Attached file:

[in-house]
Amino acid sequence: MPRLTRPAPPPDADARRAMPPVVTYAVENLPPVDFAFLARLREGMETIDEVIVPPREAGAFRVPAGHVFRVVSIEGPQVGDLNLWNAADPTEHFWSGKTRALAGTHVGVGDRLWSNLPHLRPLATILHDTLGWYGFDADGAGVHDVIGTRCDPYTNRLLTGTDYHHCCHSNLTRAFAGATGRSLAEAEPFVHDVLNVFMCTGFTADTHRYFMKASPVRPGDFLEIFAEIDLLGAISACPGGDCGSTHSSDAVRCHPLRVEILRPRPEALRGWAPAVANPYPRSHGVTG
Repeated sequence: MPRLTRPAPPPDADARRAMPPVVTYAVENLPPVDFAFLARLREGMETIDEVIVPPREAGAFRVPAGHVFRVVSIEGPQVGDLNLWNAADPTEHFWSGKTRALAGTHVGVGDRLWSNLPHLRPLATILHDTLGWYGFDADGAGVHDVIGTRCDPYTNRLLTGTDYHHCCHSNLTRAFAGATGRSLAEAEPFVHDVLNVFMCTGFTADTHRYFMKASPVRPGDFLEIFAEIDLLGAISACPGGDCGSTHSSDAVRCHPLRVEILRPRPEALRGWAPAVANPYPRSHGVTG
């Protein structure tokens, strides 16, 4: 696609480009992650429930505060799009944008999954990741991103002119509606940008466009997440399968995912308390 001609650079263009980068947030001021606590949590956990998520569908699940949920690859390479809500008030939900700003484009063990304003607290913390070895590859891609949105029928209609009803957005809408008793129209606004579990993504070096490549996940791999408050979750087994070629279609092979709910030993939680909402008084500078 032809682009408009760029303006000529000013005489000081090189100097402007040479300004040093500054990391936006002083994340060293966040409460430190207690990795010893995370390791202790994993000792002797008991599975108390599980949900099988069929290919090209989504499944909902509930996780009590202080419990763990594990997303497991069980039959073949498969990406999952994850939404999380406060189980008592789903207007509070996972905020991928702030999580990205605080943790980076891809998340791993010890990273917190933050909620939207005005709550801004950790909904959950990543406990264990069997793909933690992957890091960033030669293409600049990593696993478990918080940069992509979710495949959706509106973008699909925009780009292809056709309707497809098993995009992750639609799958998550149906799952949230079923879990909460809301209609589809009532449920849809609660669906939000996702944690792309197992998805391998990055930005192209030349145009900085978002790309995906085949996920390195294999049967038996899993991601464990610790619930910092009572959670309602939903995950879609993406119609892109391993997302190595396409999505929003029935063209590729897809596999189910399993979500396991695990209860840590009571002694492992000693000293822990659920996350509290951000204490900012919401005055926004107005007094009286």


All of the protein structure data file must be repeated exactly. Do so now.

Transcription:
[in-house]
Amino acid sequence: MPRLTRPAPPPDADARRAMPPVVTYAVENLPPVDFAFLARLREGMETIDEVIVPPREAGAFRVPAGHVFRVVSIEGPQVGDLNLWNAADPTEHFWSGKTRALAGTHVGVGDRLWSNLPHLRPLATILHDTLGWYGFDADGAGVHDVIGTRCDPYTNRLLTGTDYHHCCHSNLTRAFAGATGRSLAEAEPFVHDVLNVFMCTGFTADTHRYFMKASPVRPGDFLEIFAEIDLLGAISACPGGDCGSTHSSDAVRCHPLRVEILRPRPEALRGWAPAVANPYPRSHGVTG
Repeated sequence: MPRLTRPAPPPDADARRAMPPVVTYAVENLPPVDFAFLARLREGMETIDEVIVPPREAGAFRVPAGHVFRVVSIEGPQVGDLNLWNAADPTEHFWSGKTRALAGTHVGVGDRLWSNLPHLRPLATILHDTLGWYGFDADGAGVHDVIGTRCDPYTNRLLTGTDYHHCCHSNLTRAFAGATGRSLAEAEPFVHDVLNVFMCTGFTADTHRYFMKASPVRPGDFLEIFAEIDLLGAISACPGGDCGSTHSSDAVRCHPLRVEILRPRPEALRGWAPAVANPYPRSHGVTG
């Protein structure tokens, strides 16, 4: 696609480009992650429930505060799009944008999954990741991103002119509606940008466009997440399968995912308390 001609650079263009980068947030001021606590949590956990998520569908699940949920690859390479809500008030939900700003484009063990304003607290913390070895590859891609949105029928209609009803957005809408008793129209606004579990993504070096490549996940791999408050979750087994070629279609092979709910030993939680909402008084500078 032809682009408009760029303006000529000013005489000081090189100097402007040479300004040093500054990391936006002083994340060293966040409460430190207690990795010893995370390791202790994993000792002797008991599975108390599980949900099988069929290919090209989504499944909902509930996780009590202080419990763990594990997303497991069980039959073949498969990406999952994850939404999380406060189980008592789903207007509070996972905020991928702030999580990205605080943790980076891809998340791993010890990273917190933050909620939207005005709550801004950790909904959950990543406990264990069997793909933690992957890091960033030669293409600049990593696993478990918080940069992509979710495949959706509106973008699909925009780009292809056709309707497809098993995009992750639609799958998550149906799952949230079923879990909460809301209609589809009532449920849809609660669906939000996702944690792309197992998805391998990055930005192209030349145009900085978002790309995906085949996920390195294999049967038996899993991601464990610790619930910092009572959670309602939903995950879609993406119609892109391993997302190595396409999505929003029935063209590729897809596999189910399993979500396991695990209860840590009571002694492992000693000293822990659920996350509290951000204490900012919401005055926004107005007094009286």